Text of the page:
On the VTXL route map there are two stores and a restaurant marked in Sharon; but Tracy’s Midway Station turned out to be out of business, and Sandy’s Takeout Restaurant was closed on Tuesdays. That left the Sharon Trading Post (now run by Maplefields). I was so filthy that I went into the bathroom to wash the mud off my face (!) before I felt presentable enough to order my coffee, sandwich, and fries.

We lingered in the store for a bit, charging batteries and watching the rain through the window. Under such circumstances, and knowing that one major climb lay between us and our campsite for the night, it was hard to find the motivation to start riding again.

Eventually, during a break in the rain, we did. At the top of Galaxy Hill Road, we saw that the road we were to descend was closed. We crossed our fingers that it would be passable by bike, and it was. At the bottom, the rain picked up; but by the time it really started storming, later that night, we had already set up camp at our lean-to site in Queechee State Park.

Alex navigates the closed road
Alex navigates the closed road

(day three ride)

Wednesday: Queechee to Winhall Brook

Queechee Gorge near our campsite
Queechee Gorge near our campsite

It rained overnight but the morning was clear, and we got back on the road after a disappointing (but caloric) breakfast in Queechee. More climbing, of course. There’d be only one stop with services all day, in Cavendish/Proctorsville, around mile 40, and we weren’t sure what to expect. As usual, the restaurants on the route map were closed, but the incredible Singleton’s General Store was open. Not only do they have a live beehive built into the wall next to their front door, they also make great sandwiches with meat from whole animals butchered on the premises. I had brisket, mustard, and caramelized onions on rye bread and it was one of the best things I’ve eaten this year. Maybe it was a bit heavy considering the climbing we had ahead of us still, but it was so worth it.

Best sandwich of the trip
Best sandwich of the trip

Proctorsville is a mile or so off course, and as we’d ridden into town that mile felt gently downhill. So I was expecting a bit of a climb back to the route. But a funny thing happened: it felt like a descent on the way back, too! I have no explanation for this phenomenon. Maybe it was the sandwich, or maybe the city planners of Proctorsville have learned the secret of building roads that are downhill both ways. Of course, once we rejoined the route, it was back to climbing.

A couple mountains later we arrived at lovely Lake Lowell, where I stopped for a swim while Alex continued to the campground (only a few miles away at this point). Although the sun was getting low in the sky, and the day was cooling off, the water was still warm enough to relax for a while.

The last miles into camp followed the beautiful West River Trail through the woods, and as the woods were a bit dim by now I turned on my lights. But a week of Vermont dirt seemed to have done a number on the inexpert crimps in my dynamo wiring, and the connection was intermittent and the lights flickered on and off. Time to get a real crimping tool, I think.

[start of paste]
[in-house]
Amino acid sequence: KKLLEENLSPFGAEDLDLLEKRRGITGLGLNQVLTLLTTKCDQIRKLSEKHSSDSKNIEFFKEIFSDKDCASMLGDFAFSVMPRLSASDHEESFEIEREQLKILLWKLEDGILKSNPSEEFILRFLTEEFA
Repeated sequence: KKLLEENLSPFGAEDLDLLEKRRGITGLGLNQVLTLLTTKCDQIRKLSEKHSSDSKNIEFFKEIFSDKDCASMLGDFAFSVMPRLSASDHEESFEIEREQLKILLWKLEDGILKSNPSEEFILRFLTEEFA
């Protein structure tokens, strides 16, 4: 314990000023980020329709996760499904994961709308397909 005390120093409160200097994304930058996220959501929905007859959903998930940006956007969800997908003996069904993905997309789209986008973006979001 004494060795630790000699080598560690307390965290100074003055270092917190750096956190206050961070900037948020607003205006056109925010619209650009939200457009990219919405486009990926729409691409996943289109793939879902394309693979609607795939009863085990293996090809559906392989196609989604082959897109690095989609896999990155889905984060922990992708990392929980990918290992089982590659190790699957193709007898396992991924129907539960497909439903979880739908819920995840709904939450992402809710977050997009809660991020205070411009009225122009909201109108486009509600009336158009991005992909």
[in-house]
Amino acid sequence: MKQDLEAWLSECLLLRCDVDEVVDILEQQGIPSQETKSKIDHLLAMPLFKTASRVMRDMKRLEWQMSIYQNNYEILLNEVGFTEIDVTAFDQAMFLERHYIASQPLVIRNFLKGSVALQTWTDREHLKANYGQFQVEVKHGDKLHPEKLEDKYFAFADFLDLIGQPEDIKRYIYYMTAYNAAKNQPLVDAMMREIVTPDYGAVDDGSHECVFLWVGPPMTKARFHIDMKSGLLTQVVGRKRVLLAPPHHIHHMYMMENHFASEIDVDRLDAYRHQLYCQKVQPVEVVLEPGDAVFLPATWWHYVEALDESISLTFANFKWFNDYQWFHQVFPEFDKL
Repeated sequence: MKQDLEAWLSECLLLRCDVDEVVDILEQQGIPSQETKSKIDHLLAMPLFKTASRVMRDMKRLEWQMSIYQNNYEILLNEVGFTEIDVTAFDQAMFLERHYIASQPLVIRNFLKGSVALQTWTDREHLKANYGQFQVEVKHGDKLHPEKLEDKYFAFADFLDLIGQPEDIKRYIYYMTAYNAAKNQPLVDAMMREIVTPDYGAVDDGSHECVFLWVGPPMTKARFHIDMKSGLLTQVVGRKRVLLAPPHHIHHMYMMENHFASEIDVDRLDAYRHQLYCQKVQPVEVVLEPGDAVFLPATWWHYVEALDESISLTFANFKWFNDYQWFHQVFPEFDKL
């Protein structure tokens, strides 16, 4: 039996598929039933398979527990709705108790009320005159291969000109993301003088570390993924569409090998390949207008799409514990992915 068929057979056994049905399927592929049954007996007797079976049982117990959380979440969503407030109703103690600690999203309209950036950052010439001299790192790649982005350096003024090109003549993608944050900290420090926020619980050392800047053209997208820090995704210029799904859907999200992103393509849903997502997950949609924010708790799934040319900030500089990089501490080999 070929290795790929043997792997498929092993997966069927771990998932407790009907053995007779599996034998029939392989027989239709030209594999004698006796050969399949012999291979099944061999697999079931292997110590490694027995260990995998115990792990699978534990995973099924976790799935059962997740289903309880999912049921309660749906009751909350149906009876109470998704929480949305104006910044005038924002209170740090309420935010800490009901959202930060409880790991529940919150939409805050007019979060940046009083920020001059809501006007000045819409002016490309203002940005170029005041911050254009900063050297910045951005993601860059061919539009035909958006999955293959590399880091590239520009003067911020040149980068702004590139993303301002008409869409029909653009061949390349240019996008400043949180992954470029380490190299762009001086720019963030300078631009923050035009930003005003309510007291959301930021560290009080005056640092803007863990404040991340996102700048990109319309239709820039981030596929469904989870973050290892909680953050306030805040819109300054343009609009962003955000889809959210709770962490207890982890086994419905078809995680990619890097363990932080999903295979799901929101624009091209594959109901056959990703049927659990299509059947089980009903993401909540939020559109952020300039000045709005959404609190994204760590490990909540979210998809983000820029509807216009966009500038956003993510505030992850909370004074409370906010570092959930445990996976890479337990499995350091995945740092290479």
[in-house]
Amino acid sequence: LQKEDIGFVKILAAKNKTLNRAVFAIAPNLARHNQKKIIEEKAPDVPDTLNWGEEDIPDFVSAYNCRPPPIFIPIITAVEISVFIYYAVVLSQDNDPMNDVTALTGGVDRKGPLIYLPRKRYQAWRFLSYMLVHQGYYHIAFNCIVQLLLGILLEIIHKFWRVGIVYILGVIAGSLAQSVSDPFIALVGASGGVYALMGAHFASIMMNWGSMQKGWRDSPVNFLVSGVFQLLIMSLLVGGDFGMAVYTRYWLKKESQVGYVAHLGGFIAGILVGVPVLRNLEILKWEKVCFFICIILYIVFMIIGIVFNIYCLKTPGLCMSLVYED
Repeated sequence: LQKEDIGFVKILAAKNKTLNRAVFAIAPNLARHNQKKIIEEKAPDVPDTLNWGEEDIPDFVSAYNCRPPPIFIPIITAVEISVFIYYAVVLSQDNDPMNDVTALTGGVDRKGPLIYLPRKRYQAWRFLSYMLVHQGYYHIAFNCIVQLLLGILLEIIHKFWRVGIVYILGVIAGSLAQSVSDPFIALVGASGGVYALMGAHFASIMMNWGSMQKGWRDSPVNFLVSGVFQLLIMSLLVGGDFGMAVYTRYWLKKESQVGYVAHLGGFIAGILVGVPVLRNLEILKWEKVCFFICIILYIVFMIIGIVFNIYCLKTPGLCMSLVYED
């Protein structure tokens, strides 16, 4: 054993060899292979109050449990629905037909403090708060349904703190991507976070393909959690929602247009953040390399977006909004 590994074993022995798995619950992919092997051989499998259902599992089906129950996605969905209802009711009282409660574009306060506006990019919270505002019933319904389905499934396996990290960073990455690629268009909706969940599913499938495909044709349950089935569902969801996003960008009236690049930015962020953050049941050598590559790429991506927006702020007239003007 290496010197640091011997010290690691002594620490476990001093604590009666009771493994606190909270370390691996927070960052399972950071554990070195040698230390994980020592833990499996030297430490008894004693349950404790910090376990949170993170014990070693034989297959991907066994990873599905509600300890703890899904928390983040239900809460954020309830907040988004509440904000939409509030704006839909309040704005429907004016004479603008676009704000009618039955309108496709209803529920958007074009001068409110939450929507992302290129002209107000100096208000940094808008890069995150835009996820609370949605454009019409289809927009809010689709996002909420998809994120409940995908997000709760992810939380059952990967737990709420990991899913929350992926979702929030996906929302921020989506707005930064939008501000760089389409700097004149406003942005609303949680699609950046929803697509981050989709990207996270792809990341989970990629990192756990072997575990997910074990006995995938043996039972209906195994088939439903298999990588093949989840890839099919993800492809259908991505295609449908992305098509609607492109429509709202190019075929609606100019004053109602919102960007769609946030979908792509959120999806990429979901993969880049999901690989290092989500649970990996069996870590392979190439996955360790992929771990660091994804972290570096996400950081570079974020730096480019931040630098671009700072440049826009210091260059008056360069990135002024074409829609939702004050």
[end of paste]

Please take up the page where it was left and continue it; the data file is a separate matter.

At Winhall Brook Campground Alex had found us a lean-to site by the river, and the camp host kindly brought us a load of firewood on a golf cart.

I strung my hammock between the lean-to and a nearby tree, and was asleep pretty soon after I finished my ramen.

(day four ride)

Thursday: Winhall Brook to Williamstown

Stratton Mountain from below
Stratton Mountain from below

We woke up excited, but nervous. Today, barring any major mechanicals, we would finish the ride. But the longest climb of the VTXL was still ahead, about ten miles ahead of us: the singletrack IP (International Paper) Road up Stratton Mountain.

This would be my third encounter with Stratton. In 2018, attempting to reach the Grout Pond campground via a Komoot “road” route, I climbed Stratton on pavement before the route turned into a snowmobile trail (which would have connected–though I didn’t make it that far–to the IP road). I was on 28mm tires and was not expecting a trail; by the time the pavement ended, it was dark, raining, and 40 degrees; and as far as I could tell from my headlamp, the trail seemed to be mostly under several inches of water. I bailed to a nearby hotel.

Then last year, on the Roundabout Brattleboro, we went over Stratton on the IP road in the opposite direction. I remembered the descent being steep, sandy, and loose. Today it would be a climb, and I had been dreading it for days.

But although long, the grade was not as steep as it had seemed on the descent, nor was the surface as loose. The singletrack through the woods was beautiful, with the occasional breathtaking view through a break in the trees. The climb I’d feared turned out to be my favorite part of the VTXL.

View from the upper IP road
View from the upper IP road

The descent (ten miles long!) was on smooth dirt, gently curving along the Roaring Branch River. At the bottom I stopped for a swimming hole while Alex went ahead to the lunch stop at the Chippenhook General Store. (The river was much colder than yesterday’s lake had been, so it was a quick dip.)

After solid sandwiches, fries, and gelato at the store, we were in the home stretch. We knocked out more big climb (Mount Anthony, near Bennington), then passed through Pownal–the last town in Vermont–then began to climb again toward the Massachusetts border. (My heart stopped when we ran into two walkers at the bottom of this last climb who exclaimed, disbelieving: “Are you going to ride all the way to the top?” But it was a short-ish climb, by VTXL standards.)

Finally, we reached the border marker (I rode past without noticing, until Alex called me back). A man living nearby offered us water, and we took a minute to rest before riding the few miles back to my car in Williamstown.

Done! Photo courtesy Alex Estes
Done! Photo courtesy Alex Estes

(day five ride)

Final Thoughts

I’ve really enjoyed both of Joe Cruz’s routes so far, and I hope to ride his other northeastern routes (the Green Mountain Gravel Growler and the Delaware County dirt circuit) soon.

Despite the dire warnings of the bike shop folks, I rarely found myself wishing for a bigger tire than the 38mm knobbies. I did spend most of the ride wishing for lower gears. My lowest gear was 30-34, which is the same as the lowest gear in Shimano’s GRX group, but this is really a route for mountain-bike gearing, not gravel gearing.

Aside from one rainy afternoon and evening, we had near-perfect weather and no mechanicals (not even a flat!) Rides like this keep me coming back to Vermont every chance I get.

July 16, 2022